interpreting that the first input key entry represents a radical when a fourth input key entry is received;
interpreting that the first input key entry represents a first stroke when a function key entry is received; and
displaying, responsive to the steps of receiving and interpreting, a set of ideographic characters in descending order of probability of being a desired character, wherein probability is indicative of a frequency of use.
2. The method of claim 1 further comprising the steps of, when the first input key entry represents a radical:
interpreting that the second input key entry represents a first stroke;
interpreting that the third input key entry represents a second stroke;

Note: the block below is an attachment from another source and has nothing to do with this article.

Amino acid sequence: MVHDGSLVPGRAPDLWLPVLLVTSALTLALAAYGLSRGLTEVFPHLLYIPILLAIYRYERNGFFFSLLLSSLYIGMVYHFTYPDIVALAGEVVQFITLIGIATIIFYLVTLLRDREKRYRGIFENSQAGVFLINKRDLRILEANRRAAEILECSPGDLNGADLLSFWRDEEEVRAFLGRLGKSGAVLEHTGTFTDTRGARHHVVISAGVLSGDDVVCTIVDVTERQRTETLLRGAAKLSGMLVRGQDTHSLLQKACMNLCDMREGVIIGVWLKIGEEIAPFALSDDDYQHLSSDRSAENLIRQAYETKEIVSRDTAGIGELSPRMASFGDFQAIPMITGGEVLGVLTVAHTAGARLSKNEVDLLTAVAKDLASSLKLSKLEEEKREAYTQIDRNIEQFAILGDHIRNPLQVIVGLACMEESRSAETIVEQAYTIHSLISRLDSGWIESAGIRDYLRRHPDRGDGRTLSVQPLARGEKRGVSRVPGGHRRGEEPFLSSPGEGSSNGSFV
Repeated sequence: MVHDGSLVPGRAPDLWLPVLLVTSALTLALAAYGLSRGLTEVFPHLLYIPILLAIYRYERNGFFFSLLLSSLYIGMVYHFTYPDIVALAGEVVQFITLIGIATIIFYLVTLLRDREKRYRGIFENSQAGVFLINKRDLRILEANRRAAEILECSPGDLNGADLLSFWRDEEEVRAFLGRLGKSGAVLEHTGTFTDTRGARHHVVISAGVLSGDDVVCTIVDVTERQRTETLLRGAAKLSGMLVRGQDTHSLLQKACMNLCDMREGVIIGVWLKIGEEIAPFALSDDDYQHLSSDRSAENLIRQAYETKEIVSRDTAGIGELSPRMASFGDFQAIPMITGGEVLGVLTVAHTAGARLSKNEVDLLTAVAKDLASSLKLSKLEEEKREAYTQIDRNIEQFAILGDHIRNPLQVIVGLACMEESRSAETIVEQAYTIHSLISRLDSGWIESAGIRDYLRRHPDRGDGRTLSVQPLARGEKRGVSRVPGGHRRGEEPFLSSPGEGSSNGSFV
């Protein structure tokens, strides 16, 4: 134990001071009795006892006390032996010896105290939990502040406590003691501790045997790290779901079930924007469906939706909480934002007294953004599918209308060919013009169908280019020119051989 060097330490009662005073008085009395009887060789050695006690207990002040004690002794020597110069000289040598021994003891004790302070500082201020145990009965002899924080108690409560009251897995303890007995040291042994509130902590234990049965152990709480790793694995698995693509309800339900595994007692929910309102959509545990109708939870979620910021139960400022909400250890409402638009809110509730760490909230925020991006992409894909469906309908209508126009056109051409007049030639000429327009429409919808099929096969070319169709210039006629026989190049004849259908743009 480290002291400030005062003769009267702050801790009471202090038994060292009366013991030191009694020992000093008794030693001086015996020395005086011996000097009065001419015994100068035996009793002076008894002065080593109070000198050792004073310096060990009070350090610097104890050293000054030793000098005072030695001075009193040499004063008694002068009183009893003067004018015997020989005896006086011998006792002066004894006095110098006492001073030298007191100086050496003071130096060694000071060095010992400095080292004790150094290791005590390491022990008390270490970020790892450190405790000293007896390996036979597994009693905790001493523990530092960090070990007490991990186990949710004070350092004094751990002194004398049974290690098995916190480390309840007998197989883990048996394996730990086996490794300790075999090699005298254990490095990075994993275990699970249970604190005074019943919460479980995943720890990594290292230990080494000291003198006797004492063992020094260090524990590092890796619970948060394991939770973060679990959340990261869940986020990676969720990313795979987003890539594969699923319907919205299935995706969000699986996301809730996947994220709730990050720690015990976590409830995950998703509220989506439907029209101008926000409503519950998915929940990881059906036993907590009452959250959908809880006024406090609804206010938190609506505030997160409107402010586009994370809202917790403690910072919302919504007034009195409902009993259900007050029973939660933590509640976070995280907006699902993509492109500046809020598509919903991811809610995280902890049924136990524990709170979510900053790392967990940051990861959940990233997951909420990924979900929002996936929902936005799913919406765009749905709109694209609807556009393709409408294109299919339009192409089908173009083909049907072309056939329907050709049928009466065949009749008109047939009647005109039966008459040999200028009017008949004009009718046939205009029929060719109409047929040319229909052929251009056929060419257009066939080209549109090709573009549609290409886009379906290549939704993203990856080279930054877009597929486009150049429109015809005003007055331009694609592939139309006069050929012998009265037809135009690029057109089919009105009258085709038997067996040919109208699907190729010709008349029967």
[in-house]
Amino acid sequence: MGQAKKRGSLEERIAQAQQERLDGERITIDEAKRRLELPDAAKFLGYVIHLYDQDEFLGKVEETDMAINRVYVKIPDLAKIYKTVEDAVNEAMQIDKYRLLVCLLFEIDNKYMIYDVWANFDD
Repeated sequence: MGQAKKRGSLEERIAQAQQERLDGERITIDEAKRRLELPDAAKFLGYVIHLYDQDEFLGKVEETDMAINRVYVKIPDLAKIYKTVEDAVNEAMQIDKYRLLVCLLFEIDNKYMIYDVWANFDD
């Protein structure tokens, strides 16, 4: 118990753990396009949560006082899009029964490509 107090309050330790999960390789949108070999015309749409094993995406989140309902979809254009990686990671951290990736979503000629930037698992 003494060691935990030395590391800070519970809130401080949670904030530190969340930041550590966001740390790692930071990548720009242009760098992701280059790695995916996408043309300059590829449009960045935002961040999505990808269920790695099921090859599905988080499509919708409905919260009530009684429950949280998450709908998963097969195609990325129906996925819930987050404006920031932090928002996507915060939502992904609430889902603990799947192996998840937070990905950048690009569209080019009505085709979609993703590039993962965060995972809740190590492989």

interpreting that the fourth input key entry represents a third stroke; and
wherein the step of displaying comprises displaying a set of possible ideographic characters having the radical followed by at least the first, second and third strokes.
3. The method of claim 1 further comprising the steps of, when the first input key entry represents a first stroke:
interpreting that the second input key entry represents a second stroke;
interpreting that the third input key entry represents a third stroke; and
excluding radicals represented by the input keys from a set of possible ideographic characters; and
wherein the step of displaying comprises displaying the set of possible ideographic characters having at least the first, second and third strokes.
4. The method of claim 3, further comprising the step of ranking, prior to the step of displaying, the set of possible ideographic characters in descending order of probability of containing a desired ideographic characters based on the order in which the input keys are received, wherein probability is indicative of frequency of use.